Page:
Carnivale is a pagan celebration that happens forty days before Easter in which the Portuguese dress up in costumes, devour copious amounts of meat, drink, and dance before fasting – nothing like a hung-over meat coma to ring in the death of Jesus.
Jason and I arrive in Porto just as Carnivale is waking up from its year long nap. We are beleaguered, sleep deprived, and suffering the momentary depression travelers get after passing through three airports in a day and ending up in a country they will nver fully understand. We hop on train from Lisbon to Porto and manage to find our stop where Catarina is waiting for us. I’ve never felt so relieved from the pressures of survivalist thinking – of where we are, where we are going, and how we plan to continue so blindly into a foreign continent. Catarina drives us a few blocks to her apartment where a traditional Portuguese dinner is already set. It’s cod and rice (along with a vegetarian dish of rice and mushrooms) with green wine. The white wine has a green hue, is sweet in flavor, and exclusive to the northern region of Portugal. Over dinner we get to know Catarina, her mother Carla, and her friend Win. With food and a bit of wine in our bellies, Catarina takes us to a nearby cafe for local coffee. She has been visiting the Cafe Rio do Fonte since she was just a little girl. The locals inside greet her like a daughter, kiss her on both cheeks, and inquire in Portuguese about the two out-of-place Americans looking lost and scared, hugging the exit. A few ladies dressed as fortune-tellers call Win over to read his palm as Catarina translates.
“You will have three sons,” she says in Portuguese, “And they will all die poor.”
Everyone laughs at a deeper meaning I’ve yet to grasp and then invite us to their table and order five glasses of port wine. We toast, drink, and fall right into the alien ambience with diminishing reluctance. I finish my drink and Jason trades me his glass for my empty one. Catarina tells us that this is a working class neighborhood and that twenty-five percent of Porto is unemployed. The locals stay here all day socializing with friends, making new ones, and ordering an occasional beverage. The owner appologizes for the regulars who, by this time of night, are quite intoxicated. Apparently though, eleven in the evening is still too early to be drunk in Portugal.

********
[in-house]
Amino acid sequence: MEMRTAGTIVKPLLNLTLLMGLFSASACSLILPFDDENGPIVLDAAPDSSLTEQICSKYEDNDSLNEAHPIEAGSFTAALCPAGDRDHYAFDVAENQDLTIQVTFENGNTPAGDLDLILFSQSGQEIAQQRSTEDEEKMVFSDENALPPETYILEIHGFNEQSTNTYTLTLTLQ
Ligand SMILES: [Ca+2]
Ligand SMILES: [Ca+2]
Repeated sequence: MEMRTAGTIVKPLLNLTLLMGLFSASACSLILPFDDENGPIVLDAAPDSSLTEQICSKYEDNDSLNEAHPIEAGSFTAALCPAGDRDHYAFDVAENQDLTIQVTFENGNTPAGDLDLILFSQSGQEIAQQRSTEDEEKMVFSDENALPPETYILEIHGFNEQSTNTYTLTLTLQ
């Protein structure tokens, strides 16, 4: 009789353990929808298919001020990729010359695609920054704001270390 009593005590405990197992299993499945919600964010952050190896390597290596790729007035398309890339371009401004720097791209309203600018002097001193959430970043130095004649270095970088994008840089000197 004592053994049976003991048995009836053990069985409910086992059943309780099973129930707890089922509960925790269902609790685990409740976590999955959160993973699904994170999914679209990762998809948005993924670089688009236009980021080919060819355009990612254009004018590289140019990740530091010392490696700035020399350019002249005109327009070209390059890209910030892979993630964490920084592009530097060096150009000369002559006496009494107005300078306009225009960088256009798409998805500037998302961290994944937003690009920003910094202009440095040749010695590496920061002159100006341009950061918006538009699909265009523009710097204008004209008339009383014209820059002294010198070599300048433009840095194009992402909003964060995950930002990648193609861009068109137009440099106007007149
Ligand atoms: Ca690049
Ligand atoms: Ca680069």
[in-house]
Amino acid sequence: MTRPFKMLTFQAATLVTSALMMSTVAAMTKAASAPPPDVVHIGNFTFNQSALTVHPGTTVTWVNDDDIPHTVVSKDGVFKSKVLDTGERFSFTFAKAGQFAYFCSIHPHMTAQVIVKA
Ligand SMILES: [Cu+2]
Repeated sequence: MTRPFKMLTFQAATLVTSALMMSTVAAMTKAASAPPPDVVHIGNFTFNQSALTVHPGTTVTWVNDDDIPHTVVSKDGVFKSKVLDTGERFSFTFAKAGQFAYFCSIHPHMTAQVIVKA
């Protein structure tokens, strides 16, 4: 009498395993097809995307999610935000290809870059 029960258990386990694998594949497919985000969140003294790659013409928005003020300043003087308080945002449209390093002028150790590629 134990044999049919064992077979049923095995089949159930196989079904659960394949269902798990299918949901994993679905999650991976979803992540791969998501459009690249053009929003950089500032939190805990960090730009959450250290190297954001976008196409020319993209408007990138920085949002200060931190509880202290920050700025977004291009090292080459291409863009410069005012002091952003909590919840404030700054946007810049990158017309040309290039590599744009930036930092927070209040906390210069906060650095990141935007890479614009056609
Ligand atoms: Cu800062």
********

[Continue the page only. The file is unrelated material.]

After coffee and wine we head back to Catarina’s home to apply mustaches from a costume shop. It’s almost midnight when we hail a taxi to the center of downtown Porto. The crowds are just starting to come out and almost everyone is wearing costumes. I see several people dressed as popes, a few superheroes, the bargain bin collection of “sexy” this-and-that, and a myriad of cross dressers all waiting to get into a club. It’s the kind of nightlife you can see in any city on Halloween.
“Look at all those high schoolers,” Catarina says as we pass by.
We go through the doors of a seemingly upscale bar where a few older couples sit at clothed tables finishing their dinner and drinks. A well dressed bartender barely acknowledges us as we head downstairs to a seperate bar. There’s a few young people dancing to a mash-up of American pop music and traditional Portuguese songs. Catarina informs us that DJ Discossauro and DJ Rubalinho have, for this special holiday, set aside their long time feud. In the vein of a Spanish soap opera, these two excentric performers have formed a precarious turntable alliance of old meets new. The joke is that Discossauro still uses vinyl while Rubalinho prefers modern technology. I’m told that the music scene in Portugal is twelve years behind the United States, which means that the hipster invasion is still a decade away.
Catarina introduces us to the DJs and several of her leftist friends. We share some drinks, dance to some songs, and watch as the sparcely populated dance floor fills up with a myriad of costumed locals and tourists who twirl, flemenco, and salsa inexhaustibly for the next four hours. We forget our heavy eyelids, sore bodies, and timidity, giving ourselves to the spirit of Carnivale; which as I’m coming to understand it, embodies the indomitable spirit of Kerouac’s “manana”.